Chinese netizens have been focusing intently on the unsolved 1994 murder of a college student, and have found a new tool in their quest: online petitions to the White House.
The 1994 death of Zhu Ling — and the suspected role of the granddaugher of a top Communist Party official — resurfaced after a popular Fudan University student was fatally poisoned by his roommate last month, and tapped into a widespread anger at the suggestion that high ranking officials and their relatives are above the law.
And as the Zhu Ling case dominated social media, Weibo censored Zhu Ling as a search term, which only inflamed suspicions of official meddling.
But when Chinese netizens discovered that their suspect lives in America under a new name, they flocked to sign a White House petition to have her extradited back to China:
Zhu Ling’s name was unblocked on Weibo shortly afterward, and major Chinese news outlets began to report on the topic. But what awed Chinese netizens more was discovering that they could post any petition on the White House website, especially since many Chinese people joke that the consequence of petitioning officials is, “Do it once, get reprimanded; do it twice, get detained; do it three times, and it’s straight to the labor camps.”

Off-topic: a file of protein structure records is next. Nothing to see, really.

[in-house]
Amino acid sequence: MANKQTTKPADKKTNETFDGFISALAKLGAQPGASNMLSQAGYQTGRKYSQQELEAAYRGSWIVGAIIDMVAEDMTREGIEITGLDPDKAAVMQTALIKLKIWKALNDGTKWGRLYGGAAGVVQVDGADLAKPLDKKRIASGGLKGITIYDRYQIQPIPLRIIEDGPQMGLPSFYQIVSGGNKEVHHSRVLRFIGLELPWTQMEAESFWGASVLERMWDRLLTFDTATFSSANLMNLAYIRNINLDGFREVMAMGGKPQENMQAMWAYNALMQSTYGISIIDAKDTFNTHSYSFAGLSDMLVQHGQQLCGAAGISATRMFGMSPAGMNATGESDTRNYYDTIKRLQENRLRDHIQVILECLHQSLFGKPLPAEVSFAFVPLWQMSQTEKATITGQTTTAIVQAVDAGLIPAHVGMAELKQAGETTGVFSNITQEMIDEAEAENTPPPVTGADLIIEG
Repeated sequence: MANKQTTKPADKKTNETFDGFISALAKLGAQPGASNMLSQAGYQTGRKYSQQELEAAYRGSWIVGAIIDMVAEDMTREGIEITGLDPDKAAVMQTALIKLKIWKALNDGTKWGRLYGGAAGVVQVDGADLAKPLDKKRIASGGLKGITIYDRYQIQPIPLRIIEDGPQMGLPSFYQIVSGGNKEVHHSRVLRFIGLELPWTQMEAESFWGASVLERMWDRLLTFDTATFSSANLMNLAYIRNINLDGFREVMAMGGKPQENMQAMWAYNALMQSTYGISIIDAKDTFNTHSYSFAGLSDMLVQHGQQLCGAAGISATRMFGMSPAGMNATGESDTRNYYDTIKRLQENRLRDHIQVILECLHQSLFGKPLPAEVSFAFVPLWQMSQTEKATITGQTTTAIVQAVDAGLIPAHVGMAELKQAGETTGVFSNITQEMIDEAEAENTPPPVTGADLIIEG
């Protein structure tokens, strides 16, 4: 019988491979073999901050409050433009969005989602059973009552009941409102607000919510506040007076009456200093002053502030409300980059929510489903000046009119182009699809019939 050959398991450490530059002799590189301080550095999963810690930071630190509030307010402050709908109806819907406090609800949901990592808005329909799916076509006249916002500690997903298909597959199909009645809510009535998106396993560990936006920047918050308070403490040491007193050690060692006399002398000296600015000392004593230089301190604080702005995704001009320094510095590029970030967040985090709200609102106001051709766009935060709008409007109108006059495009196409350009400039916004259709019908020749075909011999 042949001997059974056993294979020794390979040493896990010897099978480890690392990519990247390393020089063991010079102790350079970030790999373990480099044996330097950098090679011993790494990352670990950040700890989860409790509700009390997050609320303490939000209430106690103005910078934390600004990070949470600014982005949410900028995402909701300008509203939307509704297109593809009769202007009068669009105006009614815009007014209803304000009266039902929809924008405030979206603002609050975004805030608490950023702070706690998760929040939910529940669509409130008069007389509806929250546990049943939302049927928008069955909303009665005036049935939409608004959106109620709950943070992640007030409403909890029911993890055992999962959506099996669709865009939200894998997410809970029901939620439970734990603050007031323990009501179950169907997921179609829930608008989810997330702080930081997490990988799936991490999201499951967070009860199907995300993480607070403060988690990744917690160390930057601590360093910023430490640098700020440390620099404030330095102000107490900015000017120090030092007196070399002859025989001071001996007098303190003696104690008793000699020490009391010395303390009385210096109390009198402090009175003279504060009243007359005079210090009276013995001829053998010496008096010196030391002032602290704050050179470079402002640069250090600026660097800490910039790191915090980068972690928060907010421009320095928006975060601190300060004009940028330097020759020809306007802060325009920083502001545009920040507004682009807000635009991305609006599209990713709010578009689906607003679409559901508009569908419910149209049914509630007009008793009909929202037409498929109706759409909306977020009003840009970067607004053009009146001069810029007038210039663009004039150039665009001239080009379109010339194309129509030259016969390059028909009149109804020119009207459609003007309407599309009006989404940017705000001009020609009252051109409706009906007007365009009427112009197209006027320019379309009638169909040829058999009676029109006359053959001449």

As the Zhu Ling petition quickly reached its signature goal, many took to testing how far they could exercise this freedom.
People on Weibo find it particularly hilarious that the petition sites aren’t blocked yet:
Being “invited to drink coffee” is a euphemism for being interrogated and detained by the police.
Chinese people debate tofu soup the way Americans debate whether In-n-Out or White Castle makes the better burgers. Tofu soup is a popular breakfast item, and northerners believe it should be savory and even spicy, while southerners prefer the sweet kind. Weibo users thought the White House should take an official stance:
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